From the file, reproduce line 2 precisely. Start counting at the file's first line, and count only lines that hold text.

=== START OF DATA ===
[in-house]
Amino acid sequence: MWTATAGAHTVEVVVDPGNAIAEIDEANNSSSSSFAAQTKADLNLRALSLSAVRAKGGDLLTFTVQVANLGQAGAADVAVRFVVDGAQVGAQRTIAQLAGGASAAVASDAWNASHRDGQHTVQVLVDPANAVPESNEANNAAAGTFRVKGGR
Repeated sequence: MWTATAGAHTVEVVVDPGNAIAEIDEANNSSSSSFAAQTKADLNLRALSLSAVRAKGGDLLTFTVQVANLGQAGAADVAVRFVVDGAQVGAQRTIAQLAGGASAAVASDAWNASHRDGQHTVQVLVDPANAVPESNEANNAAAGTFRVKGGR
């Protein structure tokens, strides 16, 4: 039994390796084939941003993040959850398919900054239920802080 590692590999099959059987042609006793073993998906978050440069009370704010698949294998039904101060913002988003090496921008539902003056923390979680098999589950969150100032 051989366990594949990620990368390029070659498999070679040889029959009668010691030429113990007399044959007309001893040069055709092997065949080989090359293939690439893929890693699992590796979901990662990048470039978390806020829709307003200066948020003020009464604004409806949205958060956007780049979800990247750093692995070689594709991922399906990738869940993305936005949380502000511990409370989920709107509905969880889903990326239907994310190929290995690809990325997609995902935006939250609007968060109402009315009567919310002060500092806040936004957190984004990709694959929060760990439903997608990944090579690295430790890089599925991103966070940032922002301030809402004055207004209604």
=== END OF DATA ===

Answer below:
Amino acid sequence: MWTATAGAHTVEVVVDPGNAIAEIDEANNSSSSSFAAQTKADLNLRALSLSAVRAKGGDLLTFTVQVANLGQAGAADVAVRFVVDGAQVGAQRTIAQLAGGASAAVASDAWNASHRDGQHTVQVLVDPANAVPESNEANNAAAGTFRVKGGR